November 29, 2006 | | Issue 50-4
‘Big Six’ support unified international reporting standards

The CEOs of the six largest global audit networks have just put their collective support behind the Financial Accounting Standard Board’s (FASB) and the International Accounting Standard Board’s (IASB) efforts to create convergent accounting standards. “We are committed to facilitating the changes that will…come to business reporting,” they announce, in their newly-released Global Capital Markets and the Global Economy, and “we are keenly aware of mistakes made by some members of our profession.”

In the near term, the international branches of Ernst & Young, Deloitte, KPMG, BDO, PricewaterhouseCoopers, and Grant Thornton will be working with FASB and IASB to produce principle-based standards. “Today’s rules can produce financial statements that virtually no one understands.” The global leaders also plan to support convergence of national audit standards and minimizing the national difference in auditor oversight. To read the CEOs’ “Vision,” click here.  

Vast majority of BV Firms are still single-office operations

Three out of four business valuation firms have only one location, according to the latest data from BVR’s 2007 Business Valuation Firm Economics & Best Practices Survey (see the table below). And of the firms with multiple offices, slightly more than half report just two locations. The largest firm reports twelve locations providing business valuation services.

Table 2: How many offices performing BV work does your firm have?
% of total response
One office
Two offices
Three offices
Four or more offices

This is just a small slice of the data that will be available in the full report by year’s end; to pre-order your copy, click here.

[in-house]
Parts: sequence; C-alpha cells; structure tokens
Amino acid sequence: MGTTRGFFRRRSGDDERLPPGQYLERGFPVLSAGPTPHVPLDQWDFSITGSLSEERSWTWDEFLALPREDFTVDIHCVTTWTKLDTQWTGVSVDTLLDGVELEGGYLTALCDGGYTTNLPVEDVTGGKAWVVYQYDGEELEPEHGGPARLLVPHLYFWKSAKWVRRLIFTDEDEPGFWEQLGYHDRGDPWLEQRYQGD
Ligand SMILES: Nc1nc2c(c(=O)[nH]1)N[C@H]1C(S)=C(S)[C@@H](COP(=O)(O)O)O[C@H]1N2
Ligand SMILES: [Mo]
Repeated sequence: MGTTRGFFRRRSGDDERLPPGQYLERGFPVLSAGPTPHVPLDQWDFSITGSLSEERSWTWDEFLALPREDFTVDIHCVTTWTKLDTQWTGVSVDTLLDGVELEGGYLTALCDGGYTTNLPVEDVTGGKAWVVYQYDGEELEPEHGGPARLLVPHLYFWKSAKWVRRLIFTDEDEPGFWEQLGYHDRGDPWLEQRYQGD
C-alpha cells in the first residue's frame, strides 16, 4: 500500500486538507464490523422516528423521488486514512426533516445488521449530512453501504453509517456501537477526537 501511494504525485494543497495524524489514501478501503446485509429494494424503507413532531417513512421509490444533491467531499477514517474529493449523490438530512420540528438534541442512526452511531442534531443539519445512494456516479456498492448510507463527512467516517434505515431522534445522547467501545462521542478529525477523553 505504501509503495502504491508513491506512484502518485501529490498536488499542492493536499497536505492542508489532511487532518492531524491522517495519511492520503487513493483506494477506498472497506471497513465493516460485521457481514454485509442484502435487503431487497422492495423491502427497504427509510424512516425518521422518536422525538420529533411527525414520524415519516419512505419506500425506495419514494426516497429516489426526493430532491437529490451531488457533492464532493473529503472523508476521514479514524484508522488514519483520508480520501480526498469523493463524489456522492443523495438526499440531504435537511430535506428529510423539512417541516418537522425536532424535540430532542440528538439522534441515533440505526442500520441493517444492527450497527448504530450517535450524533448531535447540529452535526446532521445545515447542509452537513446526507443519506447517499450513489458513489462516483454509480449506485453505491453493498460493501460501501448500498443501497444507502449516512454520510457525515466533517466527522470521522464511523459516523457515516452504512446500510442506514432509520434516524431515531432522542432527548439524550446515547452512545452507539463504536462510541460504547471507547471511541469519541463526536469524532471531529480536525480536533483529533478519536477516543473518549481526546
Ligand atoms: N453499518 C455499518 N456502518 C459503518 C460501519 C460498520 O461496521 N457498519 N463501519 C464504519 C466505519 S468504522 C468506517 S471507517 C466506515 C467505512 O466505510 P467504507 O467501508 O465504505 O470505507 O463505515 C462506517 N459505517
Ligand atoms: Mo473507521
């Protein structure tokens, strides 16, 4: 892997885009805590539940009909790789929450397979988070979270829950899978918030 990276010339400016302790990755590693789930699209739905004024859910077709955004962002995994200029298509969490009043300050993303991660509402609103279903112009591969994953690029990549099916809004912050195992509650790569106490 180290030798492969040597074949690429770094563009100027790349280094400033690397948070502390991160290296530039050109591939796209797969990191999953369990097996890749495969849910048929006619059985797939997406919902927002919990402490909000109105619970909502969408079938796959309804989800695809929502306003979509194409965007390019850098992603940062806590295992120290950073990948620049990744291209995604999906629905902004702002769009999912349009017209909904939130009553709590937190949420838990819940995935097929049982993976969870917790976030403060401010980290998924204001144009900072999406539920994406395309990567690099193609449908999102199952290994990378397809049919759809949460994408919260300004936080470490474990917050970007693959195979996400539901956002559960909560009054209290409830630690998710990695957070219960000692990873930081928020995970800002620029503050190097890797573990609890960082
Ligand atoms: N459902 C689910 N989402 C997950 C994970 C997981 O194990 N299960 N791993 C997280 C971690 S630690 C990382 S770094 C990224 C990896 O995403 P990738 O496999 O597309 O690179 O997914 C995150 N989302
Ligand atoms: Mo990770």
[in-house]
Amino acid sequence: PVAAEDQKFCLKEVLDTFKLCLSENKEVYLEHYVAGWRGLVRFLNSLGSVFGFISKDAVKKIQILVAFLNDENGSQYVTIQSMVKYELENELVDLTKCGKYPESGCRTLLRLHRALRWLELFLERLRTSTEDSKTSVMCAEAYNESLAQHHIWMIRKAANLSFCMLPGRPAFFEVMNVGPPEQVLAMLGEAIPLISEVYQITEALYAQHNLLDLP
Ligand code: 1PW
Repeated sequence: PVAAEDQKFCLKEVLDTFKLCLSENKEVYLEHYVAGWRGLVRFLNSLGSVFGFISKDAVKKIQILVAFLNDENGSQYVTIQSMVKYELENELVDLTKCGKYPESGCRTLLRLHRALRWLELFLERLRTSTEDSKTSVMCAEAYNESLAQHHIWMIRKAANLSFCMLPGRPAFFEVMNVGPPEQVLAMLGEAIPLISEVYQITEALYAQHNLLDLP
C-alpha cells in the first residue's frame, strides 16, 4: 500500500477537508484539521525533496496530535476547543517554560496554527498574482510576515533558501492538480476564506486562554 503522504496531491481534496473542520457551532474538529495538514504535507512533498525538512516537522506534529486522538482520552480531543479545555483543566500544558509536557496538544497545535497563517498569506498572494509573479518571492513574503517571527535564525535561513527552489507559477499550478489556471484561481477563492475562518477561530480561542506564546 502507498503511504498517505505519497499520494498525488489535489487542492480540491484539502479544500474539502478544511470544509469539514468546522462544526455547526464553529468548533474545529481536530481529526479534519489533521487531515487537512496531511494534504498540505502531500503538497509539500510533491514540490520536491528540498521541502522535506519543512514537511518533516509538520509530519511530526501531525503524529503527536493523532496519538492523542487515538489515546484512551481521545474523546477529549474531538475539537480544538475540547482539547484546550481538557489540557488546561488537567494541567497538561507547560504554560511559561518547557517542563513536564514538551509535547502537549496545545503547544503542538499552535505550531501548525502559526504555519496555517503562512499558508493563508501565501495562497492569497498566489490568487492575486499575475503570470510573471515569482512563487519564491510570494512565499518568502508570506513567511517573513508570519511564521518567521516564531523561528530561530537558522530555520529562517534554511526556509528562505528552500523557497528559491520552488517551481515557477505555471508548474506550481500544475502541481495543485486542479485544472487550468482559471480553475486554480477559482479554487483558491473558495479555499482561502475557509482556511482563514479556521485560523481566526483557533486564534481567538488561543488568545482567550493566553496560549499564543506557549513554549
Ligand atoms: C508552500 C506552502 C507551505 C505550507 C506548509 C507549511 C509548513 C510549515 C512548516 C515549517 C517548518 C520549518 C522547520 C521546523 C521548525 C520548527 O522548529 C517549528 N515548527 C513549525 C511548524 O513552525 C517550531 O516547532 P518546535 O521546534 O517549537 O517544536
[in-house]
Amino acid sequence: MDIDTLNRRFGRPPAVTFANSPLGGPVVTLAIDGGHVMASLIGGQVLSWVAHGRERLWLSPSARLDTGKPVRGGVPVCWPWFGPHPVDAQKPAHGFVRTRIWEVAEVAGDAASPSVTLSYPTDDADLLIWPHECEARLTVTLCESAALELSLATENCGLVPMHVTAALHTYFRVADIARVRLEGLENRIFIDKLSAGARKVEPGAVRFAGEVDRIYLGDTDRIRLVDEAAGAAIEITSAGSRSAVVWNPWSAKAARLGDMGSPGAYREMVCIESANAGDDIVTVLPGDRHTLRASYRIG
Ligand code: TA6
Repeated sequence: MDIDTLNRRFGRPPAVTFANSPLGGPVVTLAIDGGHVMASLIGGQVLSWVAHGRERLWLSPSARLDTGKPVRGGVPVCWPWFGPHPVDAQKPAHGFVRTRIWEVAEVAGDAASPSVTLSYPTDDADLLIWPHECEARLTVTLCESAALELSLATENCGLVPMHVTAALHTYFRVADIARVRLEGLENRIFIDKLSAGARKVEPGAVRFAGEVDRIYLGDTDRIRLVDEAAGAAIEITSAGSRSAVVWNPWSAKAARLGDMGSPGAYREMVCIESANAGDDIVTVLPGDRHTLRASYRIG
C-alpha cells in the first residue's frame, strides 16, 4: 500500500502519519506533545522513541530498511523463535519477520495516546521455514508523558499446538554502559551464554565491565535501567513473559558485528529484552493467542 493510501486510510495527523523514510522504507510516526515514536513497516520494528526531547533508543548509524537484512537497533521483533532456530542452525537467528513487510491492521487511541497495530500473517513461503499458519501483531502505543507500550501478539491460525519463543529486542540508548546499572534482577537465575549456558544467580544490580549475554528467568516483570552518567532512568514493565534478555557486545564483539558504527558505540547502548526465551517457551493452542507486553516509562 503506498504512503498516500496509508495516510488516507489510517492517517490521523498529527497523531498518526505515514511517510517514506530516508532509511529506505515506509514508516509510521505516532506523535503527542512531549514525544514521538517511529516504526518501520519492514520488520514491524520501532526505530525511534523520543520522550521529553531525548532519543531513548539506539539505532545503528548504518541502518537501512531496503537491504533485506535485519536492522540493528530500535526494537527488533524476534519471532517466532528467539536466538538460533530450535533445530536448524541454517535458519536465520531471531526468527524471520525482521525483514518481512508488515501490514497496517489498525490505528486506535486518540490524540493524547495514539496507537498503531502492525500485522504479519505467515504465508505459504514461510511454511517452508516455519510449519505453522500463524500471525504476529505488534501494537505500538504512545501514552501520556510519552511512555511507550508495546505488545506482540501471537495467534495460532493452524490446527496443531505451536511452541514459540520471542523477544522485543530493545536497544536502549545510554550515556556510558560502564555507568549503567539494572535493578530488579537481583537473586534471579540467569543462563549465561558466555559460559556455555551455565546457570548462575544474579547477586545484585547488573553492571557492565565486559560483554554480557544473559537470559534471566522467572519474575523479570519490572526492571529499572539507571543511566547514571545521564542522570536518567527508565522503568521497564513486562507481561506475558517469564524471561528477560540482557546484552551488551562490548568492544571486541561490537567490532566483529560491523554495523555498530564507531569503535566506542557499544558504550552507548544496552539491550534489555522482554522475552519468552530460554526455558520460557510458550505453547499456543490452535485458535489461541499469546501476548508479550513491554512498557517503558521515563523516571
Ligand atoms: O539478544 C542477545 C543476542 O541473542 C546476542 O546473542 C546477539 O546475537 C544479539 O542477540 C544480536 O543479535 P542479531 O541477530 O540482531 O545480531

What was the biggest BV-related event of 2006?

Was it the continued focus on fair value reporting, culminating in FASB’s recent release of FSAS 157? Or was it the IRS issuing its BV Guidelines in July—followed closely by Congress turning up the heat on appraisal standards—and appraiser penalties—in the Pension Protection Act of 2006? Or maybe the biggest news of the year came from the courts: The 5th Circuit had a busy season, reversing McCord as well as Caracci v. Commissioner. In Dela. Open MRI Radiology, the Delaware Chancery Court supported tax affecting an S Corp in a shareholder oppression case, but the Tax Court (once again) declined to tax affect S Corp earnings in an estate/gift transfer, in Dallas v. Commissioner. (Click here to search these cases, the IRS and FASB pronouncements, and more in the BVWire archives.)

What do you think had the biggest impact on the BV profession? To register your opinion, please respond to our latest web survey. It will take just a minute—and we’ll feature the results in a future issue of the ‘Wire as well as the BVU. The survey offers four choices—plus a “write in” option, and is completely confidential. If you’d like additional room to vent—er, voice your opinion, with or without attribution, feel free to email the BVWire editor directly.

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Unique opportunity: Join new task force on intangibles